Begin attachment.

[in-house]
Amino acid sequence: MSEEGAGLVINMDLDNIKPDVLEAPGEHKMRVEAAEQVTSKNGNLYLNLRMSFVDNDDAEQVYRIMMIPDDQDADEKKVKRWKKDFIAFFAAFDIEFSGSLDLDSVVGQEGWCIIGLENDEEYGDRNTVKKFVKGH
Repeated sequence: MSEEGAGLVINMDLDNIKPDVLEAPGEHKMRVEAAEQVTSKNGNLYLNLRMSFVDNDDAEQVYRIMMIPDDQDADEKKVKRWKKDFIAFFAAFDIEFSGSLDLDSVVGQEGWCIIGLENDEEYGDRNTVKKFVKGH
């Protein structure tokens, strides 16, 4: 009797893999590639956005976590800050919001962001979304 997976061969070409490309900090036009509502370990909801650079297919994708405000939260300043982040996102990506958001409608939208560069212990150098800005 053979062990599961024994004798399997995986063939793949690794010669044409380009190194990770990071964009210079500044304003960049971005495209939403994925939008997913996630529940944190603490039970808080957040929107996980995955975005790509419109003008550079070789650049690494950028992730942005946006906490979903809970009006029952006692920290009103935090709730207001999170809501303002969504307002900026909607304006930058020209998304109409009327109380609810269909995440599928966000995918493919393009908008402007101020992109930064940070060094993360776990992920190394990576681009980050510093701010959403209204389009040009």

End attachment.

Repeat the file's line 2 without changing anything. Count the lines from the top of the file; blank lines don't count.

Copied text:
Amino acid sequence: MSEEGAGLVINMDLDNIKPDVLEAPGEHKMRVEAAEQVTSKNGNLYLNLRMSFVDNDDAEQVYRIMMIPDDQDADEKKVKRWKKDFIAFFAAFDIEFSGSLDLDSVVGQEGWCIIGLENDEEYGDRNTVKKFVKGH